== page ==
NEW TO VOD! If you’re a film geek, you’re probably no stranger to conversations peppered with scraps of movie dialogue and pop culture references that only you and your friends get. The dialogue in The Concessionaires Must Die!, written and director by America Young, are just like that. A group of youngish adults who work together at the Monarch, an independent theater, seem to exist in a cloud of film trivia, comic books, and superhero memorabilia. At first glance, the characters appear drawn from a stereotype of socially awkward youths who immerse themselves in movies and can’t get a date. But each one has a distinct personality and plays an important role in the somewhat predictable plot.
“…the concessionaires embark on a mission to save the movie palace from the corporate mega-chain.”
The Monarch is an old-fashioned single-screen house, one of a dying breed, that still shows cinematic chestnuts like Fast Times at Ridgemont High, Willow, and Shawshank Redemption to a dwindling audience. It’s not long before the hallowed cinema is under attack from the evil empire — a multi-screen cineplex that’s about to open across the street. The cineplex is run by Jack Fisk (Dan Lauria) and his lame-brained, delusional son, Derek (David A. Cooper). The younger Fisk fancies himself a supervillain right out of the pages of Marvel Comics and occasionally lapses into Tourette’s-like rants against his enemies. Speaking of Marvel, Stan Lee, creator of the Marvel empire, makes a cameo appearance.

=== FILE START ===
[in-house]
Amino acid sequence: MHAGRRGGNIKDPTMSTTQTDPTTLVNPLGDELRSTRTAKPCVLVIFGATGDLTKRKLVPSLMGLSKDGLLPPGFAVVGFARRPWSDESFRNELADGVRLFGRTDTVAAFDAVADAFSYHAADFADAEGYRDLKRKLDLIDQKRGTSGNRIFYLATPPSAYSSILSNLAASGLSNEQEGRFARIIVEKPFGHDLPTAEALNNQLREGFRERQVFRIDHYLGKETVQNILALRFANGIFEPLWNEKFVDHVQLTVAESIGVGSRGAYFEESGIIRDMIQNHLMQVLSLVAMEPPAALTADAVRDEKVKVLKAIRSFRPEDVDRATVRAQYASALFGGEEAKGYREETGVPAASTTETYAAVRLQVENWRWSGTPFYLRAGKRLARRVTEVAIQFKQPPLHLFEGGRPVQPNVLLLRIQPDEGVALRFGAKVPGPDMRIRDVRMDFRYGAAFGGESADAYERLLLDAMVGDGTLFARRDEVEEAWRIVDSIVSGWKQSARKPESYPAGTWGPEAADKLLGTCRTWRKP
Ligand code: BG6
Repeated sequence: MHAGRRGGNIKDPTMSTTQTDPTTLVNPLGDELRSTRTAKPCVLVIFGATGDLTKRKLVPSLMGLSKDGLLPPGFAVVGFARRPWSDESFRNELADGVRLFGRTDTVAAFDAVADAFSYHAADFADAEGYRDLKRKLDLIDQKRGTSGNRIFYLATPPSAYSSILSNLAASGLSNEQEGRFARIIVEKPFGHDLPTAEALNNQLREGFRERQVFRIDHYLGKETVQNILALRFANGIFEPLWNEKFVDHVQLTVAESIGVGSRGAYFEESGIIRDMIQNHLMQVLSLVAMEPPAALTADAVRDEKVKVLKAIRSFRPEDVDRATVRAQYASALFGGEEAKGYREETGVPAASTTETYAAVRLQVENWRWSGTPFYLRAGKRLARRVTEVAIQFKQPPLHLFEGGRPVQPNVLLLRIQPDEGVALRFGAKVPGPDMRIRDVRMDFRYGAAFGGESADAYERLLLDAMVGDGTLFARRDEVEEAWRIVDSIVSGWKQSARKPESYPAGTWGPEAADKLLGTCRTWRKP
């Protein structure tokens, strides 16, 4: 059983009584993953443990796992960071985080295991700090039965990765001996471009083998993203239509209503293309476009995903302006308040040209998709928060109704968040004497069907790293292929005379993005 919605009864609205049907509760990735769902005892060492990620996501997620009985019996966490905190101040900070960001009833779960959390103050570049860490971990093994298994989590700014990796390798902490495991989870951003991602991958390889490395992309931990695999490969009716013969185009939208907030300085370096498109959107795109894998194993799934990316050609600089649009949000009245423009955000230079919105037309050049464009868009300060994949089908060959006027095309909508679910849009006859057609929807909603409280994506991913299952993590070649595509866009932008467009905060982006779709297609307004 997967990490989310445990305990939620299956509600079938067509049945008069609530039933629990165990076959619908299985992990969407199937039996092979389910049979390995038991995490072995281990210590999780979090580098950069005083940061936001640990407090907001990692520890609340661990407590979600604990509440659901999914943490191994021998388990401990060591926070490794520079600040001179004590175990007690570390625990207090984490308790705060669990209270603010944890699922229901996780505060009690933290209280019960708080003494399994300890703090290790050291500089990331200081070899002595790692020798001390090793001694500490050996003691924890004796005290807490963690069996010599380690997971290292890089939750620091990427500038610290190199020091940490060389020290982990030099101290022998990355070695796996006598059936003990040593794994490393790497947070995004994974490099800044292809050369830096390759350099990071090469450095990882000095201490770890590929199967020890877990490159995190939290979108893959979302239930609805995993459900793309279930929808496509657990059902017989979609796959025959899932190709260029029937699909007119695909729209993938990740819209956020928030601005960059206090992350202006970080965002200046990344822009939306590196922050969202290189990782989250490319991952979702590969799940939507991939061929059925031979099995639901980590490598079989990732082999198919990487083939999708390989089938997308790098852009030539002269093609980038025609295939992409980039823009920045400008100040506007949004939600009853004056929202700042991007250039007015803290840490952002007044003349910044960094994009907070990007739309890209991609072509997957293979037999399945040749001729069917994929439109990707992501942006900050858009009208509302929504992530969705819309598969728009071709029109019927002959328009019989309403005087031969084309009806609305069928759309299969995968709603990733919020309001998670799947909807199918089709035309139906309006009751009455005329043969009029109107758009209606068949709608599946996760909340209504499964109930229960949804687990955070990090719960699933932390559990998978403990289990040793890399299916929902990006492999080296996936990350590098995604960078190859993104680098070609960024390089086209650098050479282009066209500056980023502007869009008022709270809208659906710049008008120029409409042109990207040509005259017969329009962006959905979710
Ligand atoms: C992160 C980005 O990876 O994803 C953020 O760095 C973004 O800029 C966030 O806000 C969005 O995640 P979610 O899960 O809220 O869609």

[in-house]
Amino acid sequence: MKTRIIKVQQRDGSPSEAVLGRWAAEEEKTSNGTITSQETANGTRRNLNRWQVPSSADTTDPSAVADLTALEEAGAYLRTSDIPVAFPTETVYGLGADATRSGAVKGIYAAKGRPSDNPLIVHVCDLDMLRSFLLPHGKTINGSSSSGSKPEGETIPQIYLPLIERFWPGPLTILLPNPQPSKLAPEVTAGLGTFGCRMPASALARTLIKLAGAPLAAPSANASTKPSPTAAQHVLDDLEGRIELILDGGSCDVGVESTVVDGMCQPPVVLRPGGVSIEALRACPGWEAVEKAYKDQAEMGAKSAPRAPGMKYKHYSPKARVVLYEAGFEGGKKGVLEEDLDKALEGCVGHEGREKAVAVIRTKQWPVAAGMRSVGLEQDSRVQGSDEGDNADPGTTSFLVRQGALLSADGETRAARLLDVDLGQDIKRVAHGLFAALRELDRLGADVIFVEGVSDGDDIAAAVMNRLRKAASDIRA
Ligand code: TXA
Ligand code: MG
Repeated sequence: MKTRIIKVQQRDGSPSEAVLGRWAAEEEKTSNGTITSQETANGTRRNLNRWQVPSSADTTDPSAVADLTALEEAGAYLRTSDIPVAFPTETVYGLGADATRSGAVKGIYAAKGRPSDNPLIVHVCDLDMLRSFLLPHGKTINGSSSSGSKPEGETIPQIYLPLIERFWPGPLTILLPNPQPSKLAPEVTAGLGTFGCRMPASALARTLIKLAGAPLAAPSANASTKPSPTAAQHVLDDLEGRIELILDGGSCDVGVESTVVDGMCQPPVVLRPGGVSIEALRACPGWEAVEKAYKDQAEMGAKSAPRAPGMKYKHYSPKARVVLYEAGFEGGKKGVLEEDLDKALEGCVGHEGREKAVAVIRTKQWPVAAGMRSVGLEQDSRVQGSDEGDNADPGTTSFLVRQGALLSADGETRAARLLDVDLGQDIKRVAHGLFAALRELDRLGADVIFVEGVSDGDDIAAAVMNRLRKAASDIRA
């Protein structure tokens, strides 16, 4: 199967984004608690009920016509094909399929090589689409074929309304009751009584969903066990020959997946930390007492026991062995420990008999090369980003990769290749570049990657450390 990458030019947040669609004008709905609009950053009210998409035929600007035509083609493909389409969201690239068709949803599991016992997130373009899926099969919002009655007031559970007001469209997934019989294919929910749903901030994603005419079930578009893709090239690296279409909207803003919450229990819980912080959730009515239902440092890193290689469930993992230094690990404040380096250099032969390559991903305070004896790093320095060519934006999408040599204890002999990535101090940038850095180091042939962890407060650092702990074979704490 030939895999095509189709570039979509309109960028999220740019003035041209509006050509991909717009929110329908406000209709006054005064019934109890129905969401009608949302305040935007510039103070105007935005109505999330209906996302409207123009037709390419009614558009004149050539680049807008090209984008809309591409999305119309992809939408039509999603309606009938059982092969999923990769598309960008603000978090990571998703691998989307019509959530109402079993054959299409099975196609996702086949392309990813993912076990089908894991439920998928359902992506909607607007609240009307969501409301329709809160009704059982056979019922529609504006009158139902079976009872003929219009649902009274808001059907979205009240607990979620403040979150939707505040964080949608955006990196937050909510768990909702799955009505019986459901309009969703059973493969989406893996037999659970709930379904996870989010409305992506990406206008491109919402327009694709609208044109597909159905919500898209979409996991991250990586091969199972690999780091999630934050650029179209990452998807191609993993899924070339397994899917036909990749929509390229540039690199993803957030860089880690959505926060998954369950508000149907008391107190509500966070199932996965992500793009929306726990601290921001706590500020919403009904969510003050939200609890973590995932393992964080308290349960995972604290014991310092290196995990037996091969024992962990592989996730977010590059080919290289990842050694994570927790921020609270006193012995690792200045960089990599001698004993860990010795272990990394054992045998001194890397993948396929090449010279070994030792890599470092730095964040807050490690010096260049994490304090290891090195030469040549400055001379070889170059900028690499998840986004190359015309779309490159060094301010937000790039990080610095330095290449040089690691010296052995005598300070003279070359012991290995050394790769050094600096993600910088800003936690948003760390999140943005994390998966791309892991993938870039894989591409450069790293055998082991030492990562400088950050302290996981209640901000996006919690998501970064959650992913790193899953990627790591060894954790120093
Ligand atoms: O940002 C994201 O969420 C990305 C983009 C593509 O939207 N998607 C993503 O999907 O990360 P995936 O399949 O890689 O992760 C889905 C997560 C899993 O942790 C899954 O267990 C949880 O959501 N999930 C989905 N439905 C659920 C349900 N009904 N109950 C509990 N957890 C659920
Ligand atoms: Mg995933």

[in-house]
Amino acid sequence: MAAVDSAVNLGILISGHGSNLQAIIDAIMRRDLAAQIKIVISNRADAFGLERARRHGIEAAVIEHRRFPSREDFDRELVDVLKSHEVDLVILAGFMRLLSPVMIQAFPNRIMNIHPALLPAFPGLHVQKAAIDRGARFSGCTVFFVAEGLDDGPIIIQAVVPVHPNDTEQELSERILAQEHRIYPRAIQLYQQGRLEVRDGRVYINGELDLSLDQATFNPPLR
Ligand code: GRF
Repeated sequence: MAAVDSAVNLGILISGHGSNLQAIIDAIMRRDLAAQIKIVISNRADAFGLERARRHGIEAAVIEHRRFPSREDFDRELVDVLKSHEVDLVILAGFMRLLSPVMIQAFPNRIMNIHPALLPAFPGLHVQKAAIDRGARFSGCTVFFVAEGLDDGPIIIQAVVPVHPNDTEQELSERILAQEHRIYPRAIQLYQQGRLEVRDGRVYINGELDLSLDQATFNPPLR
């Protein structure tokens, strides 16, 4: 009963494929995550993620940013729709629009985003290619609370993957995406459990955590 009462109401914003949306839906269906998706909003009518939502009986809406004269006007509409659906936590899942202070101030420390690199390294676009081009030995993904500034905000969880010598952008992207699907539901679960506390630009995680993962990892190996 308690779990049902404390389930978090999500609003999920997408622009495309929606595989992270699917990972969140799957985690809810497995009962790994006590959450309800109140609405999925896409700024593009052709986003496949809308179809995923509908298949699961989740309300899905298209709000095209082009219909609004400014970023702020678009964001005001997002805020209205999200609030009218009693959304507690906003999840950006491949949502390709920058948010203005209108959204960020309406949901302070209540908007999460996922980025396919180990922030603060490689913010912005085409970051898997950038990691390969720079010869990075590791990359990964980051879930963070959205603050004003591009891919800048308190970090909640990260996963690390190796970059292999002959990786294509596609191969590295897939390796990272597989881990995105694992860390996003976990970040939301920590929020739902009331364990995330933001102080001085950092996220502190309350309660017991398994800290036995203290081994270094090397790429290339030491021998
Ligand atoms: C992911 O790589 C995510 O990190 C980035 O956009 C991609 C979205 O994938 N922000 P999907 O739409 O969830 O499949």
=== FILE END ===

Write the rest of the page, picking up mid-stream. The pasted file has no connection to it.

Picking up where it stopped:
Derek holds a major grudge against Monarch projectionist Scott Frakes (David Blue) and makes it his mission to annihilate the smaller, funkier, and financially failing theater. Scott’s co-workers include RJ (Cosby Siringi), who lapses into hilariously awkward babble whenever the girl he has a crush on is near; Ashley (Talia Tabin), a cynical former child TV star whose career has crashed and burned; and Kira (Sarah Sweet), who seems perpetually one step behind the others. The Monarch’s owner, Gabby (Zakareth Ruben), has been offered a pile of cash to sell out to the overbearing Derek and his father, so the concessionaires embark on a mission to save the movie palace from the corporate mega-chain. The problem is that Scott can’t quite figure out exactly how the group aims to accomplish this. No matter, this spark pushes the plot forward.
"…good-natured dive into the world of movie geekdom."